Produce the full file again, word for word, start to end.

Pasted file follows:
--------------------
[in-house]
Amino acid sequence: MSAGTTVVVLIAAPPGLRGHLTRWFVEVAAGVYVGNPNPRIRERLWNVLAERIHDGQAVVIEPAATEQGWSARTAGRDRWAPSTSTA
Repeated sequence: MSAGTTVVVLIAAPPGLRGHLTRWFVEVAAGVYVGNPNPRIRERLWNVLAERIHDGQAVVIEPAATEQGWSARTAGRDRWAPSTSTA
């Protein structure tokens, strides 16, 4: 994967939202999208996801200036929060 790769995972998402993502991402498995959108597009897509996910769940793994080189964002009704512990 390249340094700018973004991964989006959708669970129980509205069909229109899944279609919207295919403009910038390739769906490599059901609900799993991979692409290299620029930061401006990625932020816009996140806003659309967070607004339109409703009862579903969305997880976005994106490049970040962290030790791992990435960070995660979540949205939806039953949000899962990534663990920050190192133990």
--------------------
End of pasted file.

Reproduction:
[in-house]
Amino acid sequence: MSAGTTVVVLIAAPPGLRGHLTRWFVEVAAGVYVGNPNPRIRERLWNVLAERIHDGQAVVIEPAATEQGWSARTAGRDRWAPSTSTA
Repeated sequence: MSAGTTVVVLIAAPPGLRGHLTRWFVEVAAGVYVGNPNPRIRERLWNVLAERIHDGQAVVIEPAATEQGWSARTAGRDRWAPSTSTA
């Protein structure tokens, strides 16, 4: 994967939202999208996801200036929060 790769995972998402993502991402498995959108597009897509996910769940793994080189964002009704512990 390249340094700018973004991964989006959708669970129980509205069909229109899944279609919207295919403009910038390739769906490599059901609900799993991979692409290299620029930061401006990625932020816009996140806003659309967070607004339109409703009862579903969305997880976005994106490049970040962290030790791992990435960070995660979540949205939806039953949000899962990534663990920050190192133990």